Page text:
For the Left, I am the target of deepest hatred.
For my trenchant views, expressed in this newspaper, they call me ‘insane’, ‘reactionary’, ‘racist’, a ‘Nazi’, a ‘shroudwaver’, a ‘witch’ and a ‘warmonger’.
I have been accused of ‘unmatched depths of ignorance and bigotry’ and being the ‘queen of mean’.
It was even suggested (in a particularly extreme spasm of hyperbole) that I eat broken bottles and kill rats with my teeth.
This resort to crude insult against anyone who dares to challenge their shibboleths is typical of the Left.
It doesn’t argue its case. It simply tries to shut down debate by bullying its targets and labelling them as extremists and enemies of humanity in order to frighten people away from listening to them.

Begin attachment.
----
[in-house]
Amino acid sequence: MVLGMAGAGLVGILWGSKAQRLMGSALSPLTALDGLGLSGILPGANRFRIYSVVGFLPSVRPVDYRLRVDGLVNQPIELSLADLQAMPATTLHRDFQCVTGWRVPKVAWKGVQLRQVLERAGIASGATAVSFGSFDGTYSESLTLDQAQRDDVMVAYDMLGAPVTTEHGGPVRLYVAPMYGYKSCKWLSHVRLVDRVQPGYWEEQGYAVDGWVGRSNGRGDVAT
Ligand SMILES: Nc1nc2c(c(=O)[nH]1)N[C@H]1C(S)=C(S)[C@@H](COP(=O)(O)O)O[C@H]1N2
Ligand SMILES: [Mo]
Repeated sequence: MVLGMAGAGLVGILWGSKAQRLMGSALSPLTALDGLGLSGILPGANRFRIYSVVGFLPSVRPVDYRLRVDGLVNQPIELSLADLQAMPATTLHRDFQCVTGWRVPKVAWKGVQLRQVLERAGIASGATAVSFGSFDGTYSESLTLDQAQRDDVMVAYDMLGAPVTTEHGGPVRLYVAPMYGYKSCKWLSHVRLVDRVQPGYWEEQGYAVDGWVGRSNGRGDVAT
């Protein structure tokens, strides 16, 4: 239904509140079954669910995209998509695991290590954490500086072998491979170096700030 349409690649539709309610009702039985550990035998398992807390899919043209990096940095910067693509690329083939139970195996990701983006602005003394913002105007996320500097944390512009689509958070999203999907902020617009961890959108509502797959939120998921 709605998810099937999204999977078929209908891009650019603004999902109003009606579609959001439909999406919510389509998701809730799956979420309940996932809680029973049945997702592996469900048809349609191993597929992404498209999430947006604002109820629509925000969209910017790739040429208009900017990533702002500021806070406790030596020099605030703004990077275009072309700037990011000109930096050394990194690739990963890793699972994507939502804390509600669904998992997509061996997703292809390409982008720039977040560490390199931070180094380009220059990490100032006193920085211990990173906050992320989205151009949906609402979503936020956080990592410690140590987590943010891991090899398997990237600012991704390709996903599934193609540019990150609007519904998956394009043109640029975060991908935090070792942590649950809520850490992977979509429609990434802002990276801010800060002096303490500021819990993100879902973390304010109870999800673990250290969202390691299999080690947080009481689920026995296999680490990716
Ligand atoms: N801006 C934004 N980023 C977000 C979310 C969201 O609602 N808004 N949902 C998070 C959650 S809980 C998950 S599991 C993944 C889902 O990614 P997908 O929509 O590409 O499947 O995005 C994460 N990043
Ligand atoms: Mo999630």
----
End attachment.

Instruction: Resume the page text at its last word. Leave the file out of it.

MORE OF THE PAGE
But they reserve a special loathing for me. This is not just because I refuse to be cowed.
It’s because I was once one of them, one of the elect, a believer.
I come from the kind of family in which it was simply unthinkable to vote Conservative. For my parents, the Tory Party represented the boss class, while Labour supported the little man — people like us.
My father was haunted all his life by the poverty he endured growing up in the old East End of London in the Twenties and Thirties.
His family of six lived in two rooms; he never had enough to eat. He left school at the age of 13.
As a university-educated young woman with hippie-style hair and an attitude, I, too, generally toed the standard Leftist line in the late Seventies and early Eighties.